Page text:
- 1 Brief statement of principle
- 2 Description of principle
- 3 Experimental support
- 4 Theoretical rationale
- 5 Conditions of application
- 6 Caveats, limitations, open issues, or dissenting views
- 7 Variations (descendants)
- 8 Generalizations (ascendants)
- 9 References
Brief statement of principle
Description of principle
We see a plateau when learning gains are graphed on the y-axis and degree of interactivity is graphed on the x-axis. The learning gains increase as the degree of interaction increases from low-interaction instruction to [[step-based instruction], but then the curve is flat from step-based instruction to natural tutoring.
The steps of a task are defined by convention or the instruction. Step-based instruction is insures that students attended to correct steps and that they are encourage to derive them. For instance, a tutoring system might provide a form to fill in, where each blank in the form is a step, and then provide immediate feedback and hints on each blank in order to insure that the student derives a correct step for the blank.
On the other hand, natural tutoring is more interactive. The prototype is face-to-face human tutoring, although some natural langauge computer tutoring systems count as natural tutors as well. The key attribute is that they can interact at any grain size with the student. For instance, if a human tutor is helping a student fill in the blanks in the aforementioned form, and the student appears confused by one blank, then the human tutor might elicit a directed line of reasoning (Evens & Michael, 2006) where each inference in a long series is elicited from the student and leads eventually to filling in the blank correctly. The interaction plateau makes the counter-intuitive claim that such natural tutoring is no more effective than step-based instruction.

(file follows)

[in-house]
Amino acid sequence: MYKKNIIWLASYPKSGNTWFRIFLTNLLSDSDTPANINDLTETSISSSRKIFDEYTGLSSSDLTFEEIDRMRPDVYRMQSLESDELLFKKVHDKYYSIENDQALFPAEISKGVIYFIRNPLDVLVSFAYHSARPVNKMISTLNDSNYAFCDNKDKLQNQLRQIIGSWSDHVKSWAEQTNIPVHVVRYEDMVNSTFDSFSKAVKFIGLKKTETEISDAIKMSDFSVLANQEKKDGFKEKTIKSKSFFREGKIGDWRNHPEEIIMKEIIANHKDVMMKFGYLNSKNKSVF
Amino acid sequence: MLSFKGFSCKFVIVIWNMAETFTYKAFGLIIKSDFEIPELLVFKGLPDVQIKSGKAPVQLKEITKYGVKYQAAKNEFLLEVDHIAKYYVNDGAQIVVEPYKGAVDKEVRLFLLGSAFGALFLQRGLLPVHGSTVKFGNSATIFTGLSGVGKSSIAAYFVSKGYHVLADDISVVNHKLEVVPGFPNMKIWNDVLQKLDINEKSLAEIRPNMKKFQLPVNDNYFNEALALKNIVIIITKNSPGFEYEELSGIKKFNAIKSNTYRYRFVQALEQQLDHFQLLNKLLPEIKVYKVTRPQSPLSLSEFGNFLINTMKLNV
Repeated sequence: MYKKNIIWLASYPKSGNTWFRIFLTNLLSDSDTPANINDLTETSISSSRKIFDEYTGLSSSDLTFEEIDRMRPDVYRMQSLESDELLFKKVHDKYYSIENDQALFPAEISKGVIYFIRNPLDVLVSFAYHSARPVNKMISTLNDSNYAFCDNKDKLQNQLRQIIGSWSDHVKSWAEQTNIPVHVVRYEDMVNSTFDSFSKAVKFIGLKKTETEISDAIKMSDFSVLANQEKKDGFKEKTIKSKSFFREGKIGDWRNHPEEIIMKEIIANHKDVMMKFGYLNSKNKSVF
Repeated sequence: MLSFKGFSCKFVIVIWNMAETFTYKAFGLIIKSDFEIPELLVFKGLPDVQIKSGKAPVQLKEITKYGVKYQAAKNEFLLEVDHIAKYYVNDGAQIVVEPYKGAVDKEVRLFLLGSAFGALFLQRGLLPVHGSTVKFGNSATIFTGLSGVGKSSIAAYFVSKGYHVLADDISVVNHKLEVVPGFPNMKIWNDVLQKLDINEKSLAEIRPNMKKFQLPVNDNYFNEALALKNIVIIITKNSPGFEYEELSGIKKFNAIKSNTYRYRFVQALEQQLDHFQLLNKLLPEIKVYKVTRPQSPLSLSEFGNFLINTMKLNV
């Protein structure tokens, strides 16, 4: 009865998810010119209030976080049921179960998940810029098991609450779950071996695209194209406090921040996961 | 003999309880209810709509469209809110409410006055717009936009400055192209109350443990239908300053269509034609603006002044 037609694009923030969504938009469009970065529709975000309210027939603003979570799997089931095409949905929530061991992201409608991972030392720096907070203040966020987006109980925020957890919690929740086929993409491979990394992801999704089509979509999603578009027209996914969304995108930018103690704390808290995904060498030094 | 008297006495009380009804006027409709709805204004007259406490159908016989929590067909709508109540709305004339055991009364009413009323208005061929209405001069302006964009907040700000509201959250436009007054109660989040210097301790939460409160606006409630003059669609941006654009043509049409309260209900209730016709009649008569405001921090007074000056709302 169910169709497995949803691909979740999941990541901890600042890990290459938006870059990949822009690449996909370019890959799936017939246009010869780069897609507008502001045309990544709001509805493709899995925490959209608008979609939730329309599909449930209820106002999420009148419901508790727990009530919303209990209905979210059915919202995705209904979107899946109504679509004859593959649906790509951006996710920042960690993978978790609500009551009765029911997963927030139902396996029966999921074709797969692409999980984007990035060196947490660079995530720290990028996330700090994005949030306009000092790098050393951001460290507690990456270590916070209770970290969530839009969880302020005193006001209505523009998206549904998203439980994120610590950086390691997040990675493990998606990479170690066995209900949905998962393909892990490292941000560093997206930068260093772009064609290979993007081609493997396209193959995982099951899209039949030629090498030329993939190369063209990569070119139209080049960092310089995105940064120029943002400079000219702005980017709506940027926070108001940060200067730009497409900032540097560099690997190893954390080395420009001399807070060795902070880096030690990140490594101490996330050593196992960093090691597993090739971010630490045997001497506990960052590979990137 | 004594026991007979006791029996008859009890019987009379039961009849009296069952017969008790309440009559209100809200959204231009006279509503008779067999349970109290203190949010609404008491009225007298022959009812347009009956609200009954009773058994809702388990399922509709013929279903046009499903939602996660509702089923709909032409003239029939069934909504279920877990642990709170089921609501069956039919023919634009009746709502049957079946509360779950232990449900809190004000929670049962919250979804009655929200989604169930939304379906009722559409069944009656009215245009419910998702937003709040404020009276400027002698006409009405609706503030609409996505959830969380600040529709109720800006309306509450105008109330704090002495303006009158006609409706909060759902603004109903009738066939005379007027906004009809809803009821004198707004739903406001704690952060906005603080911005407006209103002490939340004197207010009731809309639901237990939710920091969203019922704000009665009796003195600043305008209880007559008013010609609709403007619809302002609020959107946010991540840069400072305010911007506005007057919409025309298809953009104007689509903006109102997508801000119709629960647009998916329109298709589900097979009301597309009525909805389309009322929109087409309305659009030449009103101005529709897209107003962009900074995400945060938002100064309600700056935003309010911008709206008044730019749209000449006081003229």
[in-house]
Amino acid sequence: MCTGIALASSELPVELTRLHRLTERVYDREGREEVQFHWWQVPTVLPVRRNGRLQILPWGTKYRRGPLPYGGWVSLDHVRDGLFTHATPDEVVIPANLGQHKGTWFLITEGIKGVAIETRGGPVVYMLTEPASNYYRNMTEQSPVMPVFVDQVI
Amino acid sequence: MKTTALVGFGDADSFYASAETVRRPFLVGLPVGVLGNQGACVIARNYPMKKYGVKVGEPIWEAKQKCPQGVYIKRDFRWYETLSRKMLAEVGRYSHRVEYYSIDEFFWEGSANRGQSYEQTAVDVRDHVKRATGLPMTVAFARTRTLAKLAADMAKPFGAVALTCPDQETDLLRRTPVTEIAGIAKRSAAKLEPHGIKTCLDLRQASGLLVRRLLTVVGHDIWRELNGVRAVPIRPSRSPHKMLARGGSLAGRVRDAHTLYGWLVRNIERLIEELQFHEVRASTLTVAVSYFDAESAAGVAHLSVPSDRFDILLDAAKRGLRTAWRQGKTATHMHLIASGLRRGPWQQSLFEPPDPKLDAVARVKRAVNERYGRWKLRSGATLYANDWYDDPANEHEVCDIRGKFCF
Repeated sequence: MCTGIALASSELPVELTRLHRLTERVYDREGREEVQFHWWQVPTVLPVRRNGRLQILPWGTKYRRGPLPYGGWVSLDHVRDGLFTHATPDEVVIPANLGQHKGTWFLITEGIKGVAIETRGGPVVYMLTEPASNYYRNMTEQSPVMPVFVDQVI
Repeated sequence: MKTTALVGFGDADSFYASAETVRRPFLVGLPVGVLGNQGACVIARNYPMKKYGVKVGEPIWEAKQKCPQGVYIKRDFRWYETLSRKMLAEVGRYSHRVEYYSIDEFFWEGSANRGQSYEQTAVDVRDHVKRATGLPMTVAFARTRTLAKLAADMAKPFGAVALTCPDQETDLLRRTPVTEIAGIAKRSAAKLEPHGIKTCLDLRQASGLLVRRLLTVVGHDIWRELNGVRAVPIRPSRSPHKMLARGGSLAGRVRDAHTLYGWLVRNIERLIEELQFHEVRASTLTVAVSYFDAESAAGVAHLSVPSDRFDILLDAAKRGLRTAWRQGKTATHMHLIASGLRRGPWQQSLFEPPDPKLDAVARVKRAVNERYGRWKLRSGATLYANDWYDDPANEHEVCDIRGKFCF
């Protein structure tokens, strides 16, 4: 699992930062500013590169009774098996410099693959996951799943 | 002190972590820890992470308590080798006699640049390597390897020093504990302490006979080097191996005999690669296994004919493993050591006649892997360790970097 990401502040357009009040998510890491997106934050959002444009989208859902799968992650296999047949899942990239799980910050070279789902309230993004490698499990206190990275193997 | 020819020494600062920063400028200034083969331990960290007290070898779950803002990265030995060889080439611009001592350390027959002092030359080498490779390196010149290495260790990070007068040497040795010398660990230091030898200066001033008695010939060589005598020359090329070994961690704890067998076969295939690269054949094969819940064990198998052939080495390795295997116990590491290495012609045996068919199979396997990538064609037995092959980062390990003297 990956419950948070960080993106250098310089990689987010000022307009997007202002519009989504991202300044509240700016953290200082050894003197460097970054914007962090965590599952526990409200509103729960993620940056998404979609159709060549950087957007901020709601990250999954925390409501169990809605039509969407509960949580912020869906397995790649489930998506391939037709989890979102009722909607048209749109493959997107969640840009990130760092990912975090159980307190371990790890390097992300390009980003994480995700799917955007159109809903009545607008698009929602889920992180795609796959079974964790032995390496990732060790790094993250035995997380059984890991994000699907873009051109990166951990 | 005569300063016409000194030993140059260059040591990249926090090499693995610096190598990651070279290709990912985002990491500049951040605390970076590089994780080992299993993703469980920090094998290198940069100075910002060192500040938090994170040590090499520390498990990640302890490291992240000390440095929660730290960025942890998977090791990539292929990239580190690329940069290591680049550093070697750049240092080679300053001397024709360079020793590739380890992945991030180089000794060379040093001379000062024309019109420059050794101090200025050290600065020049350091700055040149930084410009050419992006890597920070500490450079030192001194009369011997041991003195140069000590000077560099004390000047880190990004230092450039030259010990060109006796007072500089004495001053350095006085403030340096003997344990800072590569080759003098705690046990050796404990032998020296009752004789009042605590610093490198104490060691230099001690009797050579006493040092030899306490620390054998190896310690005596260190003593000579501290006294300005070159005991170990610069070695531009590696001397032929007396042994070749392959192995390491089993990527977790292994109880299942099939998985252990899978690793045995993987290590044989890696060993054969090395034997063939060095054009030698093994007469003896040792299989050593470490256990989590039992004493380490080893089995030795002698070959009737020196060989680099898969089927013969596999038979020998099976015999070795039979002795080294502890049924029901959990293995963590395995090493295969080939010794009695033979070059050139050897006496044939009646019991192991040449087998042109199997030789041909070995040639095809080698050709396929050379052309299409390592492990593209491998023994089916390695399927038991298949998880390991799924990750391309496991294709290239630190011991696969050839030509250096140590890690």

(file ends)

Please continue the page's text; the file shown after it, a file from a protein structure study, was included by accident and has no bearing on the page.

The interaction plateau also claims that low interaction instruction is less effective than step-based instruction. Low interaction instruction is subclassified into
- read-only instruction, such as reading a textbook or watching a video, and
- low-interaction problem solving, such as doing problems with either no feedback at all or feedback on answer only.
Laboratory experiment support
In vivo experiment support
(These entries should link to one or more learning processes.)